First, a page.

Lonely Natives?

I stumbled across a piece by Lauren Laverne on the Guardian website this weekend in which she unquestioningly evoked the idea of Digital Natives and Immigrants (which appears to have been largely drawn from Michael Harris’s The End of Absence).

“Anyone born after 1985 is a ‘digital native’”

Alone
CC – Lee Haywood https://www.flickr.com/photos/leehaywood/6563902327

What interested me was that her interpretation of the concept was social rather than technical. Launching from her feeling that the best new music ‘sounds lonely’ inspite of the connectivity of the Web Lauren describes the manner in which the Web and Social Media have led to a generation that know little of solitude or unconnected moments. This is in contrast to her childhood in a pre-digital era in which she regularly experienced many moments of being ‘alone’. This, she claims, allowed for more reflection and perhaps an opportunity to build a sense of self in a way the Web has forced into cultural extinction.

What intrigued me was that she in no way claimed that her generation used Social Media any less than ‘the kids’ or that the ‘the kids’ were any more adept than she was at living via digital means. The influence of the digital is being framed here as entirely social, not technical. This, for me, is more evidence that we are becoming Postdigital, wherein the digital permeates everything so the focus shifts back to the human. For example now that all phones are an anonymous slab of screen and ‘everyone’ owns one we can see past the tech to sociocultural effects. This is not to say that the drive of the ‘Natives’ argument isn’t unhelpful bunkum (As highlighted by Josie Fraser in a recent post) – beyond “kids naturally ‘get’ technology” classics include:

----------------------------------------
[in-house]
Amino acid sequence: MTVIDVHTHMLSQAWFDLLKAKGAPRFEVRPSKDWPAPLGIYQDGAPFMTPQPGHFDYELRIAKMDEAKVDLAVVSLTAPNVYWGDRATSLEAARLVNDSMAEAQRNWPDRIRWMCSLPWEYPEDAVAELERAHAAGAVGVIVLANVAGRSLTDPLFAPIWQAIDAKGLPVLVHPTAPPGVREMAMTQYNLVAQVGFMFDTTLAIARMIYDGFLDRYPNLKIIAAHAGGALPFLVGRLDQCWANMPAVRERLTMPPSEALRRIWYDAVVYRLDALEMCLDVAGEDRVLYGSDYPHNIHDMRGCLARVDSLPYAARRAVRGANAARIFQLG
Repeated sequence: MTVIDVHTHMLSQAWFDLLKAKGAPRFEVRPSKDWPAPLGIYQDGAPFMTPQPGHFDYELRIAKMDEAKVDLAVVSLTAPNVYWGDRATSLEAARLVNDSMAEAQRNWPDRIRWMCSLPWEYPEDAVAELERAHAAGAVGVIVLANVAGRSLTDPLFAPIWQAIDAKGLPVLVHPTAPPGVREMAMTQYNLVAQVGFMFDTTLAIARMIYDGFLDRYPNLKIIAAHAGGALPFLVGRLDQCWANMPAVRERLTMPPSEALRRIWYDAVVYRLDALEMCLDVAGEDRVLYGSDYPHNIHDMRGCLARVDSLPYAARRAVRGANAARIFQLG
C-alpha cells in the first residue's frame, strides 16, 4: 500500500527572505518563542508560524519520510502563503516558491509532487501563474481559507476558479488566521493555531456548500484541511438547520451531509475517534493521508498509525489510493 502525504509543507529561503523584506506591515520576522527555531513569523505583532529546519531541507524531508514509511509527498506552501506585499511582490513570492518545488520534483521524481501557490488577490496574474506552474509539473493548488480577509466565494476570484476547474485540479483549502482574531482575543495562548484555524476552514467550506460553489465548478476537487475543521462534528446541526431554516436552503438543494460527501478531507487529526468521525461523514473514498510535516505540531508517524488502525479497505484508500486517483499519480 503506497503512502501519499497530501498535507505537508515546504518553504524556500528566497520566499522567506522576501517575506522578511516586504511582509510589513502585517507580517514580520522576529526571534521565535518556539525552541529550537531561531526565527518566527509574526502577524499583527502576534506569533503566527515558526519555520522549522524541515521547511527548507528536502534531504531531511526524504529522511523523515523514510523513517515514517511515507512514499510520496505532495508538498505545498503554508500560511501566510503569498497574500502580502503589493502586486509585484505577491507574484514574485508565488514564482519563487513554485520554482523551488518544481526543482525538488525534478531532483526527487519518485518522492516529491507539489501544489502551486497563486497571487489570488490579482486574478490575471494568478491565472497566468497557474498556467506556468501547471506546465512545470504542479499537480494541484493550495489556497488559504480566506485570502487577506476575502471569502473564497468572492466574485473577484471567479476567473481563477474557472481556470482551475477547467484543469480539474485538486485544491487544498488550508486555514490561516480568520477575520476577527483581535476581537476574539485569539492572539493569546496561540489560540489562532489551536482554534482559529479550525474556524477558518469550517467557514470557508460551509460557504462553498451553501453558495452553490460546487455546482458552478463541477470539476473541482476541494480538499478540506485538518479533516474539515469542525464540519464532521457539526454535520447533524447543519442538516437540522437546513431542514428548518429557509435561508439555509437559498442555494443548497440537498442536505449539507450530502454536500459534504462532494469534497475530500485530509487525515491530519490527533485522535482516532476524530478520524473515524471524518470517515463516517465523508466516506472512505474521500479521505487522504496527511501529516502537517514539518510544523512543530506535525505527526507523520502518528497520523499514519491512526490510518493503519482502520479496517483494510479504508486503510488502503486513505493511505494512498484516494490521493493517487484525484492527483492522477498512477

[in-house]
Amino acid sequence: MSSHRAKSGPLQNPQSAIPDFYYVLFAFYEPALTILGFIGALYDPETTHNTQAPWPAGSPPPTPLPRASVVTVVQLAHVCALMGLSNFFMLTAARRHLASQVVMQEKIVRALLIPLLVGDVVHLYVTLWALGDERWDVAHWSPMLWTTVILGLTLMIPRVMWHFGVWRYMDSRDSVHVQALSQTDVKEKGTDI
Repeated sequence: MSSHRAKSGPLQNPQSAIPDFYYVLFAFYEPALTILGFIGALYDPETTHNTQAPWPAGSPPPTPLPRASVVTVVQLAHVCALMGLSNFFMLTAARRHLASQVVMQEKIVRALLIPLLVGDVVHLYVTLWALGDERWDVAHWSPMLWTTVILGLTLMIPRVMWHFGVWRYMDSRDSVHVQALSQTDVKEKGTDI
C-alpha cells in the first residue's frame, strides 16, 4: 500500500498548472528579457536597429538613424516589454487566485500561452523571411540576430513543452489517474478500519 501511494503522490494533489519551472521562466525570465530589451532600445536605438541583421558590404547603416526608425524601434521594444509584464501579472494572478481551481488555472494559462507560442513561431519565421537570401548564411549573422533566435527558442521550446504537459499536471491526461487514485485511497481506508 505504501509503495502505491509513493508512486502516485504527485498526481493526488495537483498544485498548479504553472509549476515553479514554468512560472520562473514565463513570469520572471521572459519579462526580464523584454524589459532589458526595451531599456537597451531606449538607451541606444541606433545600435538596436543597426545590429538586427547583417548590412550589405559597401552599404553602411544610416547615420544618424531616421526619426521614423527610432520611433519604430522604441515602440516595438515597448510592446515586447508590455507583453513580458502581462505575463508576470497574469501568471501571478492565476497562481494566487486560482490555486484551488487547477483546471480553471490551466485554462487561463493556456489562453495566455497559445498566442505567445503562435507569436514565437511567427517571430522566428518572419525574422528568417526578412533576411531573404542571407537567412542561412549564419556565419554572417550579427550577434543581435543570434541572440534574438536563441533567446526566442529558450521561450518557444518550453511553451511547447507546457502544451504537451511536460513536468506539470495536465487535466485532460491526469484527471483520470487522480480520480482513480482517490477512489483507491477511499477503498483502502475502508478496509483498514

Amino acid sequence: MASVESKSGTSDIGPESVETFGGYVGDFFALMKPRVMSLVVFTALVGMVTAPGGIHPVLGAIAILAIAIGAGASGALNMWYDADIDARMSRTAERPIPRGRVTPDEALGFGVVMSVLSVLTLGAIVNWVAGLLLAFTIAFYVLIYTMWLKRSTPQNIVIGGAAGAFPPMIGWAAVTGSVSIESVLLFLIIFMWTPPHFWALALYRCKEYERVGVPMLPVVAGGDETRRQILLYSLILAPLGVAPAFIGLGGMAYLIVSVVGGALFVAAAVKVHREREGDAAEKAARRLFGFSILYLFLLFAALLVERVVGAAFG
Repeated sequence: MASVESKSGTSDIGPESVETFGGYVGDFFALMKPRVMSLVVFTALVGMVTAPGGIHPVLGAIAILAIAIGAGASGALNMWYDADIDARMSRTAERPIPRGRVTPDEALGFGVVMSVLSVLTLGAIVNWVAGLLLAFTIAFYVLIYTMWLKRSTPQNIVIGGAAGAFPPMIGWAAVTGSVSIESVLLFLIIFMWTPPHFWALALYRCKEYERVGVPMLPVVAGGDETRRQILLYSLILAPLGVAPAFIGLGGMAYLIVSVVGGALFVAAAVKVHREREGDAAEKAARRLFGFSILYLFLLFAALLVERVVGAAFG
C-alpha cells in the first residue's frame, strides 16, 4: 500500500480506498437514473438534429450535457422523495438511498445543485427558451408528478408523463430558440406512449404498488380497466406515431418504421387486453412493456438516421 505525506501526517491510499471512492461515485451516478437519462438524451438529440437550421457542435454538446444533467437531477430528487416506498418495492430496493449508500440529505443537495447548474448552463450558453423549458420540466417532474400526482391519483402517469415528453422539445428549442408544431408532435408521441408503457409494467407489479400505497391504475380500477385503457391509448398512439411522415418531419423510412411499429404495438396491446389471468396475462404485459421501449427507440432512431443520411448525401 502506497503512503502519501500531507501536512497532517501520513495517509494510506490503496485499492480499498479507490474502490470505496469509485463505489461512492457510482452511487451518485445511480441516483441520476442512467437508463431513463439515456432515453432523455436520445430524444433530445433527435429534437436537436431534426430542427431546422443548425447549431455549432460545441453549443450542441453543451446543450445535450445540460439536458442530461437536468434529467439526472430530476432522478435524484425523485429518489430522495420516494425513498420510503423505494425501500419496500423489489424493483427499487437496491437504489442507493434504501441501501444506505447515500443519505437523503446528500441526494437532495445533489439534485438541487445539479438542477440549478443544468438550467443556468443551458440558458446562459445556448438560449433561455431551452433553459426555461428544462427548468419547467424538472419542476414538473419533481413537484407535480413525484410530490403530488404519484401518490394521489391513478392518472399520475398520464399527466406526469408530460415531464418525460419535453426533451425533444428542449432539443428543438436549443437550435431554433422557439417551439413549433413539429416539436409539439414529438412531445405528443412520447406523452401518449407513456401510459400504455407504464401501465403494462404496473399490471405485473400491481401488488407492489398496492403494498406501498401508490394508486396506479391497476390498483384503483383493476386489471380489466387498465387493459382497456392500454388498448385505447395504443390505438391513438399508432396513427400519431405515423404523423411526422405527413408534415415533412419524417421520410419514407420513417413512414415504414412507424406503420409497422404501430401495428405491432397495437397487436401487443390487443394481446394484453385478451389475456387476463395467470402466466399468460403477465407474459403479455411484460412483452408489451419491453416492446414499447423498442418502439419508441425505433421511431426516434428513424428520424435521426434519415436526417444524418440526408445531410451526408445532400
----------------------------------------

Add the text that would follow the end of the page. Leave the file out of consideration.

1. Kids have lost the ability to concentrate
  2. Kids don’t know how to be alone
  3. Kids don’t know how to think deeply anymore
  4. Kids are incapable of reading more than a few sentences at a time
  5. Kids feel alienated, alone and confused